Saturday, 23 February 2013
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19th February 2013
I recently attended a lecture by Engineer David Cooper, who told us about the London cable car project he had been working on. The brief was to create something that would be higher than any ship using the River Thames on a very high tide, but lower than aircraft taking off or landing at London City Airport!
It is now up and running and known as The Emirates Air Line. It is available to the public to board at Royal Victoria Docks on the north side of the River Thames or at the south side at Greenwich Peninsula; both points are near the London Underground or Docklands Light Railway systems. On a sunny but freezing cold English winter's day I went up to London to see this new attraction. I took my River Thames chart with me, and also memories of Union-Castle Line ships using the Royal Victoria docks in days gone by, as shared by some of my Monday Mariners friends recently.
Some of the Docks, shown on my River Thames chart
Emirates Royal Docks, on the north west corner of the Royal Victoria Dock.
First view of the Air Line and the three pylons
Part of the workings
One of the cable cars, each holding ten people maximum
Royal Victoria Dock, looking east, with the barge and The Shack below
Ready for landing
But still high up
Emirates Greenwich Peninsula
Ravensbourne - Innovation in Digital Media and Design
I was intrigued by the construction and pattern of the tiles of this unusual building, and then met two of the people attending Ravensbourne - one from Portugal and one from Afghanistan. They enjoyed seeing my River Thames chart and the location of the River Ravensbourne, and I enjoyed being given a tour of the building inside. It is open plan styling, with porthole-like windows.
Deptford Creek and the River Ravensbourne, west of Greenwich
Red carpet for the Brit Awards 2013, to be held the next day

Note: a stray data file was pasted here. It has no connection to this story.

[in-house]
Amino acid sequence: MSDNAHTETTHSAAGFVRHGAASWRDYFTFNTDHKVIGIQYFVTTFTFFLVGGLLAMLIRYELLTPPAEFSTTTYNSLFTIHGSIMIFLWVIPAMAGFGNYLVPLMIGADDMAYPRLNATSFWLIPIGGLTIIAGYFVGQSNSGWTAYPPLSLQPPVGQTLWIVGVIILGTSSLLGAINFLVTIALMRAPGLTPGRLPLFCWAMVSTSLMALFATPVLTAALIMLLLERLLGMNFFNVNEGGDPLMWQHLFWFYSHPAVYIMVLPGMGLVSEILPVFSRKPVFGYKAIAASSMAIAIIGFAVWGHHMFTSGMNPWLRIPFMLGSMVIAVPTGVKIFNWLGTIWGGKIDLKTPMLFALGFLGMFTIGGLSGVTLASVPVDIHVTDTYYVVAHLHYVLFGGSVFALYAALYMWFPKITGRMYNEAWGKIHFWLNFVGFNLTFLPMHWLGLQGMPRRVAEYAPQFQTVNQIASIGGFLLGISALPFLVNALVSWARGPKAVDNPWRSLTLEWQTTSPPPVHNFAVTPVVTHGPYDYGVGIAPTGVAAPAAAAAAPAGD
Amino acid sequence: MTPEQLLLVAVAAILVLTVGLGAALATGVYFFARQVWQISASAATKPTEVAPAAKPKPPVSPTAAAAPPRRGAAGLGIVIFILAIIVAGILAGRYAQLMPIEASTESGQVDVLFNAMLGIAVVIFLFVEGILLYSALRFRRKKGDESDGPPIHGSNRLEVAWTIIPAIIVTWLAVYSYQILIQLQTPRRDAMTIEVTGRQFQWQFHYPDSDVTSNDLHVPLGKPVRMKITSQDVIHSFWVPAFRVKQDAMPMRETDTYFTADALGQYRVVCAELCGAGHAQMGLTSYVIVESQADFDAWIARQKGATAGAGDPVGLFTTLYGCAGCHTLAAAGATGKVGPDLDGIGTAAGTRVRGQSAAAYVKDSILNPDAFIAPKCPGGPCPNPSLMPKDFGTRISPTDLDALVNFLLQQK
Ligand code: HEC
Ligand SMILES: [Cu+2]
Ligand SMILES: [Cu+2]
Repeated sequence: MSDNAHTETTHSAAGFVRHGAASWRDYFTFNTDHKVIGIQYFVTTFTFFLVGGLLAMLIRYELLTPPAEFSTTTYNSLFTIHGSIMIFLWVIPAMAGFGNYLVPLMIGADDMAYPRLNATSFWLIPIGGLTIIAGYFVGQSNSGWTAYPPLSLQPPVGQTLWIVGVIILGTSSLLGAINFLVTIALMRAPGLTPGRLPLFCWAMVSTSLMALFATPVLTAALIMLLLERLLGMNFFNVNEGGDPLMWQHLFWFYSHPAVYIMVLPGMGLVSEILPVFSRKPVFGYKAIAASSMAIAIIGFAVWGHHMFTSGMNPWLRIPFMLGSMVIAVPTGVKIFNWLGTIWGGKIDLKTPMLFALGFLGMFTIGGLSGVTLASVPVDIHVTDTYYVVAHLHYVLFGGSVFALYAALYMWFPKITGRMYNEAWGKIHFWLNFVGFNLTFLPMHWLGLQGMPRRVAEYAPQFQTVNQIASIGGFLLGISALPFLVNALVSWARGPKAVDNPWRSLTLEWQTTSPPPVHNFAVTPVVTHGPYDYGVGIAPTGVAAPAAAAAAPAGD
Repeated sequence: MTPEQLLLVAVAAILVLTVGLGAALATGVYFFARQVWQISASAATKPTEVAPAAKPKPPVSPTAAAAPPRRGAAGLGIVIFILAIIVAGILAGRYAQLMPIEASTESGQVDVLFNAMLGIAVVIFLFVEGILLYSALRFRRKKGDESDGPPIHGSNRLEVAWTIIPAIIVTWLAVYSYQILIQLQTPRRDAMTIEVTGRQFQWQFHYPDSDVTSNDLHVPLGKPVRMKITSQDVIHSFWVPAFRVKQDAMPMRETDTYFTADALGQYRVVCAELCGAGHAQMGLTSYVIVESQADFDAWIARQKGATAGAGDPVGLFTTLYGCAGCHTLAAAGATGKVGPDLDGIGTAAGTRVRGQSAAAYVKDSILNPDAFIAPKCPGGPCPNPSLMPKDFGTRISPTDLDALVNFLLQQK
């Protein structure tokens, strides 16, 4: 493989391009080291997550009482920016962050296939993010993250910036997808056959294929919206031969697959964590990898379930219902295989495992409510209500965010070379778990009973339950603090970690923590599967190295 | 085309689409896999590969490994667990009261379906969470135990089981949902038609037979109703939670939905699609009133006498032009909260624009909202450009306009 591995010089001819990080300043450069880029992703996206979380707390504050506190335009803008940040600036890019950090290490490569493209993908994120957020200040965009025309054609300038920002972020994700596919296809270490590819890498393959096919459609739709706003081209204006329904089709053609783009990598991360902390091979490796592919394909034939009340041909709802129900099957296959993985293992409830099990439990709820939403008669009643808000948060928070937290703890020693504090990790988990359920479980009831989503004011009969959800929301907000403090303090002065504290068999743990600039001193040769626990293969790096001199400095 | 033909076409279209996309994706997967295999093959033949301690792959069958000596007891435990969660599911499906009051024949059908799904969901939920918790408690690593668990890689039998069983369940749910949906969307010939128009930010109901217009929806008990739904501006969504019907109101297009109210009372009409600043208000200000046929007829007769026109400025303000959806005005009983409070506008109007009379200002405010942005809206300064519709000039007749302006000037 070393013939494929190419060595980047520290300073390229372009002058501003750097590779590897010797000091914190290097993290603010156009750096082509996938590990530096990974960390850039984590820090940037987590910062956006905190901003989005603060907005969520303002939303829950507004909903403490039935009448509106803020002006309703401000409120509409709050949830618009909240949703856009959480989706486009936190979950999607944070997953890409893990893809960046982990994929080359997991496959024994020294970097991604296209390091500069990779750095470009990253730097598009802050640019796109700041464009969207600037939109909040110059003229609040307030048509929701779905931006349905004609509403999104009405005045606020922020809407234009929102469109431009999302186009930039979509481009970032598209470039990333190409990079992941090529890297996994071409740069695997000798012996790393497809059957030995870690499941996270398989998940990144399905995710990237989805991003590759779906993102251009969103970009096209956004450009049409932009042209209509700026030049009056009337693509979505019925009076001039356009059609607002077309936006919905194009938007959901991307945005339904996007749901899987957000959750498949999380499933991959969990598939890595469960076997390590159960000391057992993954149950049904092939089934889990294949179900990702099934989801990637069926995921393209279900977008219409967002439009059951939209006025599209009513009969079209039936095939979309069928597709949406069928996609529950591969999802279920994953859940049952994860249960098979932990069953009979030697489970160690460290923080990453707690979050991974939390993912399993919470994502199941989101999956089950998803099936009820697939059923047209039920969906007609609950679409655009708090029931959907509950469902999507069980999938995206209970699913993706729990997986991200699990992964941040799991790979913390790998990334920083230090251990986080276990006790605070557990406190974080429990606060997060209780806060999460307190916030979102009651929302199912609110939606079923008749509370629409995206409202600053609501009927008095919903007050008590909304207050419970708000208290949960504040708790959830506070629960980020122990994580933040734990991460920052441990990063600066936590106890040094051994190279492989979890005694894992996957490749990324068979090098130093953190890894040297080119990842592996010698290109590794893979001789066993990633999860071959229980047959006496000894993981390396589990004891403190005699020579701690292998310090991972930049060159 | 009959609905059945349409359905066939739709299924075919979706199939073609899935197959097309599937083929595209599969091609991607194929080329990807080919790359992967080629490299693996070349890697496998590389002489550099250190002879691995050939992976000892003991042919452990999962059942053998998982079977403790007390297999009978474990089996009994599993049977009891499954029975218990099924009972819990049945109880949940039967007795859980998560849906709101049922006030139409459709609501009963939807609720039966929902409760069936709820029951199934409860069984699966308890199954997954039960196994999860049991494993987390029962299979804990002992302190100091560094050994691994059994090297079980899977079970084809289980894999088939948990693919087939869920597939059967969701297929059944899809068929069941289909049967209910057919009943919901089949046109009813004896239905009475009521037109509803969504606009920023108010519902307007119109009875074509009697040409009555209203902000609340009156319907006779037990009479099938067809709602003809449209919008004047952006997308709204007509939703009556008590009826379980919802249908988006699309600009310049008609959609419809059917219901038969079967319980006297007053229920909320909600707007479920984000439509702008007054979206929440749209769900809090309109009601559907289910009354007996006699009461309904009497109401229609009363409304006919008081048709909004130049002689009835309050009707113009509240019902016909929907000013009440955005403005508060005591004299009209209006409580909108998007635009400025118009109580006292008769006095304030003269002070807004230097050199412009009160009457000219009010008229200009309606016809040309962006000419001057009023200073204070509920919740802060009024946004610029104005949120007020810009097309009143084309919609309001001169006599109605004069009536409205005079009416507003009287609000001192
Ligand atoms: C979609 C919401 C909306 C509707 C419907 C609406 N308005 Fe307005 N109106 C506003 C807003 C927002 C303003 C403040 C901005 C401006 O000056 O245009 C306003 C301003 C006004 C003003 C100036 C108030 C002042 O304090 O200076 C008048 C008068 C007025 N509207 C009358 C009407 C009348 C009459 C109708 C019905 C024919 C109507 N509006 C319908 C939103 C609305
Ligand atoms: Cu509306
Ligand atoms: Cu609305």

Antony Gormley sculpture 'Quantum Cloud'
People climbing to the top of the roof on the O2
The Air Line from the south to the north and the three pylons
An aircraft taking off from London City Airport over the Emirates Air Line
Airliner and Air Line
The Thames Barrier
London City Airport, between Albert Dock (N) and King George V Dock (S)
Looking west, towards O2 Arena, Blackwall, Poplar and Canary Wharf
River Thames chart looking west to Canary Wharf
Looking west, towards Bow Creek and East India Dock Basin
One of the original 1952 cranes
View towards the Excel Centre, footbridge, SS Robin, Trinity House Lightship 83, original Flour Mills. The SS Robin was built at Blackwall, East London, in 1890, and had a long career as a steam coaster. She is the last of the 'dirty British coasters', described in John Masefield's poem 'Cargoes', and is due to be opened to the public this year by the Robin Trust.
Old Flour Mills, SS Robin and Trinity House Lightship number 83 in the winter sunshine
'Silver Queen' of Silver Queen Cruises Ltd., gliding through the water. She does half-hour cruises around the docks, and is a 1940 Dunkirk Veteran.
Royal Victoria Dock, looking towards the Flour Mills on the south side
Emirates Royal Dock on a nearby poster
Emirates Royal Dock from the south side of the Dock
Nearby barge being renovated, using planks of wood from an old railway engineering works. The various colours of the planks signify which department of the works they came from.
Royal Victoria Dock Watersports Centre, run from The Shack with the assistance of a happy labrador/retriever dog. He frequently went in the water and enjoyed it; each time he came out he shook himself energetically and a cloud of water droplets sparkled in the sunshine.
The Shack, at the Watersports Centre, which is also constructed of coloured planks from the old railway engineering works. There are also photos of Queen Victoria, and black and white photographs of ships loading and unloading their cargo in the Docks.
The little beach nearby
I had enjoyed a fascinating day out in this part of London, the capital city of a maritime nation.